Adam (the DP) and I had a lot of conversations about the lighting. We wanted to keep the attention on the eyes to capture the curiosity of our character, so we chose to go front lit, creating interesting shadows that highlighted the eyes. The idea was that the light itself had a “curiosity” to it: we wanted the light/shadow combination to feel like it was questioning, never certain, always curious.
The lighting choices are particularly evocative for conjuring up each individual time period! What other filmmaking techniques did you employ to capture the feeling of each time and place in a matter of moments?
Lighting definitely had a key role in creating a mood for each scene. We also had a close up moment that we returned to in each scene – Adam and I called it our “curiosity shot,” a wide lens pushed in close to really capture that sense of questioning in the eyes. We tried to translate that language to the boy in the classroom at the end, to give the sense that she had passed her “curiosity” onto her students. In the end, we didn’t end up using his close up, but we lit his eyes in a similar way.
Did the shoot pose any challenges? Were there any memorable moments on set?
We shot this all in one day, so that was a bit of a challenge! We had to plan really carefully, and dressed the key sets the day before. I had an incredible team who took the time to really understand what I wanted, and to be honest, that made all the difference. I think the most memorable moment was probably the opening scene with the baby. We decided to shoot that first: we had 3 babies on set, and I was really worried that I wouldn’t get that performance from an 8 month old! But that little girl was totally captivated by the “Jack in the box,” and she gave us the most animated performance – take after take! I’m so grateful for that!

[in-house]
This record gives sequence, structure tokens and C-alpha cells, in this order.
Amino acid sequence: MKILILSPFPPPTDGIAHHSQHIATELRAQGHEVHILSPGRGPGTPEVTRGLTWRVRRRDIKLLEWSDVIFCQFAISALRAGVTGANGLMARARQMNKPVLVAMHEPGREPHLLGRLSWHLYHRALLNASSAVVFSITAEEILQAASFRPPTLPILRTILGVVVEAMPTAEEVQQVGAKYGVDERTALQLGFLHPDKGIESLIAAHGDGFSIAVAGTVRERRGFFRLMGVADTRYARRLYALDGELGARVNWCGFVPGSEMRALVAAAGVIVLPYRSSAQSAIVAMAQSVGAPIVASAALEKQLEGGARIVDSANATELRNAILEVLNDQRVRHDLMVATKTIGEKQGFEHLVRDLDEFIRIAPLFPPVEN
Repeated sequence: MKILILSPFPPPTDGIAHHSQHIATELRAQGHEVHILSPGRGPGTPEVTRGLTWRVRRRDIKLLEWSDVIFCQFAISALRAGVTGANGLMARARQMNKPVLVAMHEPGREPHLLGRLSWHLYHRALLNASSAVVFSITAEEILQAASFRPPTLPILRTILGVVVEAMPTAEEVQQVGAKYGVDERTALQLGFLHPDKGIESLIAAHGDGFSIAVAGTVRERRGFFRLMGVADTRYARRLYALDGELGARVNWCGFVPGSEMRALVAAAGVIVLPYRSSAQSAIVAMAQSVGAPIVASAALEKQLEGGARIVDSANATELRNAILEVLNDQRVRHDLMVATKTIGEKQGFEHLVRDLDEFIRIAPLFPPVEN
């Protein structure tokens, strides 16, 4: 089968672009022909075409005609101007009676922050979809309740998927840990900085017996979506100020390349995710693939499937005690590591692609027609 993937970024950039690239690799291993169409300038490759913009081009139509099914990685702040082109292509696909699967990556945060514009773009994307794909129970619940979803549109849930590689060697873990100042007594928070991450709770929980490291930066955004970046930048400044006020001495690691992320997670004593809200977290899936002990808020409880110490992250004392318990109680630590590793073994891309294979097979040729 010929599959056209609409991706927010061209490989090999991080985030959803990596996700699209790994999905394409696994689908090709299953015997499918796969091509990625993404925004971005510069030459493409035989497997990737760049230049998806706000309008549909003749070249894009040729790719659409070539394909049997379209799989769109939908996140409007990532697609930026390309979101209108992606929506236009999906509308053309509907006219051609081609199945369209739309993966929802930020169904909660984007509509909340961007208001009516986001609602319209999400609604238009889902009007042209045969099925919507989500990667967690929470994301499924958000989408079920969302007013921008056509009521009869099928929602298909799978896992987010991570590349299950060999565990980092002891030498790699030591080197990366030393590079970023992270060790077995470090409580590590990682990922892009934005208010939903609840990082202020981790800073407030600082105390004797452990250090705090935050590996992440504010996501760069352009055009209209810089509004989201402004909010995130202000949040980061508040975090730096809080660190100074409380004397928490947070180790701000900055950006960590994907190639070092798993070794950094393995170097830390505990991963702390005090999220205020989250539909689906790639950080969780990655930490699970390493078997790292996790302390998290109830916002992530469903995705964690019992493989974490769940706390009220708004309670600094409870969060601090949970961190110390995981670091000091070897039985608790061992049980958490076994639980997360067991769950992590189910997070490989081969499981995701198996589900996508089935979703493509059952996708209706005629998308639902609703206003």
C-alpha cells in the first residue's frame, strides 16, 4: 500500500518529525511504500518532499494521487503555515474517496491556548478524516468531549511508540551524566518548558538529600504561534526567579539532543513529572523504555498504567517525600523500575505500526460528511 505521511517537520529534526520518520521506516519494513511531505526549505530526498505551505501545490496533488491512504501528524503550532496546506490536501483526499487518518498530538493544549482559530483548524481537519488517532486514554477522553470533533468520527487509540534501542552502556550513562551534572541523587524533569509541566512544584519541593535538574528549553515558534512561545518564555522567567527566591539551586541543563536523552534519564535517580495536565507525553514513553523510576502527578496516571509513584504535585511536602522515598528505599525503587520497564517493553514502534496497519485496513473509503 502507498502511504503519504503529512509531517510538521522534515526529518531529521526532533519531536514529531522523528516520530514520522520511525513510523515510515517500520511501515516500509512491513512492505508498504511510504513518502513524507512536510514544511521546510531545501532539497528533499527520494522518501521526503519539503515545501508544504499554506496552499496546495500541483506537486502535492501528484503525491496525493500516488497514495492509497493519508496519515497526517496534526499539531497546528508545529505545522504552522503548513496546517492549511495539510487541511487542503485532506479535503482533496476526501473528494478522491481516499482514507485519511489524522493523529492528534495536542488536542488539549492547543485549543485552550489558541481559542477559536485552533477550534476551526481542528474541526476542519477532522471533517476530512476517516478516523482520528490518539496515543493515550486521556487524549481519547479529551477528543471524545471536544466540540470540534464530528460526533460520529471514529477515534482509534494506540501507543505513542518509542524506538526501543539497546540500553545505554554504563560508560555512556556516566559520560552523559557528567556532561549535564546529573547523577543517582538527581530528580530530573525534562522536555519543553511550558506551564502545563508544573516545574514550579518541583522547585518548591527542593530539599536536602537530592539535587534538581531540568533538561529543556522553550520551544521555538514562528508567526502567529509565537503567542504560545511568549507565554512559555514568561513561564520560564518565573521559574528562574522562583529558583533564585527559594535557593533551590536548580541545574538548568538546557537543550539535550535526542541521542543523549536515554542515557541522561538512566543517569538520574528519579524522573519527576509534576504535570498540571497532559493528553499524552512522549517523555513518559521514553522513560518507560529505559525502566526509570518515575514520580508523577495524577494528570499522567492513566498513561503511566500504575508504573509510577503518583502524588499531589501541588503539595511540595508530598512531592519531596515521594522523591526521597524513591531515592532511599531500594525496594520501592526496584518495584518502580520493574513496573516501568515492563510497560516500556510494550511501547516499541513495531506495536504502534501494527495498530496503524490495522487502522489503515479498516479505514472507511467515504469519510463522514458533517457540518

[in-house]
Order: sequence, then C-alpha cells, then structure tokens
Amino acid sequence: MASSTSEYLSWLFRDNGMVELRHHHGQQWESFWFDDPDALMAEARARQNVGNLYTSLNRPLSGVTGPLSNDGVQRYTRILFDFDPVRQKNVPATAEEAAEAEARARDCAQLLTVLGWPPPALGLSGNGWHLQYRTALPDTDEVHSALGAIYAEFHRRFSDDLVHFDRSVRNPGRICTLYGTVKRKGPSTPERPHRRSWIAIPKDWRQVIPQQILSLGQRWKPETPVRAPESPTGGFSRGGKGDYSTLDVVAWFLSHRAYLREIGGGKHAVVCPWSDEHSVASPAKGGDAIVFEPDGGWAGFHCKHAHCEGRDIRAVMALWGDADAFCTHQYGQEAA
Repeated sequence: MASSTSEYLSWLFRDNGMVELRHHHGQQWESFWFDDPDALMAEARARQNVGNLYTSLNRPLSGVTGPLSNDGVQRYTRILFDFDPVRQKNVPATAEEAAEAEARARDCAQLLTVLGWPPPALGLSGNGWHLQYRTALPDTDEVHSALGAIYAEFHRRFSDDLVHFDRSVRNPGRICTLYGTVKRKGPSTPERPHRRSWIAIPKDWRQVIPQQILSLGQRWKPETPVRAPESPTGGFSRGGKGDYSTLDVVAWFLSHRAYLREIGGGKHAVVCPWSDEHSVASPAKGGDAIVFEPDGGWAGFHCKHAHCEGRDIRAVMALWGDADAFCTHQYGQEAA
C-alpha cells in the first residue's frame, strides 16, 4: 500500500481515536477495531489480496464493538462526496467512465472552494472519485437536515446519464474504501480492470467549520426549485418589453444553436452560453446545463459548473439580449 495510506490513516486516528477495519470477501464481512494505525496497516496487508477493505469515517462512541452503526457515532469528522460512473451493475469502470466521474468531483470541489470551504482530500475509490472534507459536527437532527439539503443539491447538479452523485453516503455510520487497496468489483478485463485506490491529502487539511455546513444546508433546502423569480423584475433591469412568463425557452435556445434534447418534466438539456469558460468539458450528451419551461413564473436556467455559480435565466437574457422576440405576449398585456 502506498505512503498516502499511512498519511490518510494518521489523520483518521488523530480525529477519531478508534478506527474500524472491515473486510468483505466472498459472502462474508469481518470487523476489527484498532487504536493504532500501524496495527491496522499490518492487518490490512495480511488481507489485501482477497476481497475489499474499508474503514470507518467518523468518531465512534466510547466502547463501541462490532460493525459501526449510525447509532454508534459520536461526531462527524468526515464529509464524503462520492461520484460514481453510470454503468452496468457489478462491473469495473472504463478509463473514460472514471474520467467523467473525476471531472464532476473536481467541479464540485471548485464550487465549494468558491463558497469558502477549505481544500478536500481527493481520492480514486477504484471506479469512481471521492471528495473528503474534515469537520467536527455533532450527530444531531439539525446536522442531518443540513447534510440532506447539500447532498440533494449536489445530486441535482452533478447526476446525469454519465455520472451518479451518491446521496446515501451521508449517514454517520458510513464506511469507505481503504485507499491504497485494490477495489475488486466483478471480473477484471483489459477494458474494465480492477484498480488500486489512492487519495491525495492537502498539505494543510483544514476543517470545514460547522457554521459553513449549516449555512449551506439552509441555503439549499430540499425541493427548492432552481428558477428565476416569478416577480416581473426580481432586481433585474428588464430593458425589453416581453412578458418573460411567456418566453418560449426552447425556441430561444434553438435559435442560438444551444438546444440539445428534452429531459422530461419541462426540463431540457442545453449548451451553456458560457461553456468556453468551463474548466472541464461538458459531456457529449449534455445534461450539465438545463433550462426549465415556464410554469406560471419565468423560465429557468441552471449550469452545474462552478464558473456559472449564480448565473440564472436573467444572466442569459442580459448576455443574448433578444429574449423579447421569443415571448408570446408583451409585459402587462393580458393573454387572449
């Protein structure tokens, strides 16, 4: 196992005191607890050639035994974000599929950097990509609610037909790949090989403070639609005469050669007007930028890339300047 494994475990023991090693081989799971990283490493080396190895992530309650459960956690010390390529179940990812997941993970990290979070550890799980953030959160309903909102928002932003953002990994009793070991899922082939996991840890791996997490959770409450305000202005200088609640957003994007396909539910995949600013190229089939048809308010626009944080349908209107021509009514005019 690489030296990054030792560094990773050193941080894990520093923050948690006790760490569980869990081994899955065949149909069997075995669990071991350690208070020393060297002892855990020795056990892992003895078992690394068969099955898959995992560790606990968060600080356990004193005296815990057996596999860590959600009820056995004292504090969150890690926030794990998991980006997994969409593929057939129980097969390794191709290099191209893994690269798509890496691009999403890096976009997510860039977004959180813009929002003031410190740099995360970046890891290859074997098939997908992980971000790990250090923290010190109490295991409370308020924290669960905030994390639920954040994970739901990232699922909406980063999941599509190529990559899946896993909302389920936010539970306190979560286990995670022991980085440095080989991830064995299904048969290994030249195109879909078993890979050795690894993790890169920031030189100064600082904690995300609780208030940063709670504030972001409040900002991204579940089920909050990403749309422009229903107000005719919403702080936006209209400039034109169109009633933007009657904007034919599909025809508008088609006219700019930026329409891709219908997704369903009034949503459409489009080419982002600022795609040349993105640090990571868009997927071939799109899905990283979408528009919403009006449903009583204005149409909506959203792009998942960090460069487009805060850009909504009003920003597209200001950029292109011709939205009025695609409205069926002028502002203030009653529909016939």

Did this film push your technical abilities in any new ways?
We shot this job in quite a classical way, so the challenge wasn’t technical, the challenge was more about getting meaningful and authentic performances in the time we had. But we managed to find incredible cast – especially the little ones. The piece demanded performances that were definitely beyond their years. But all the cast were so invested and co-operative on the day, it was amazing.
What are your favorite elements of the final film?
My favorite moment was a happy accident – the actress on the bus looked into the lens between takes and at the same time a light flashed behind her on the street. My editor Graham decided to use it in the cut and I think it makes for a really powerful moment of directness. I really love that – we planned this shoot out so carefully, so it was truly magical to get a surprise that like in the edit.
"We shot this job in quite a classical way, so the challenge wasn’t technical, the challenge was more about getting meaningful and authentic performances in the time we had."
As a woman director, what are you most looking forward to in 2019, both for your own career personally and for women directors in general?
I have just signed with Romance in South Africa and Merman for representation in the US, and we already have a couple of jobs underway, so I am really excited about that!!! The level of support has been amazing (the connection came through Free the Bid – so thank you ladies!)
I think it’s a very exciting time to be a woman director. I feel so much support from the ground up, especially from fellow women. There is such a beautiful sense of sisterhood developing, it’s really heartwarming and inspiring.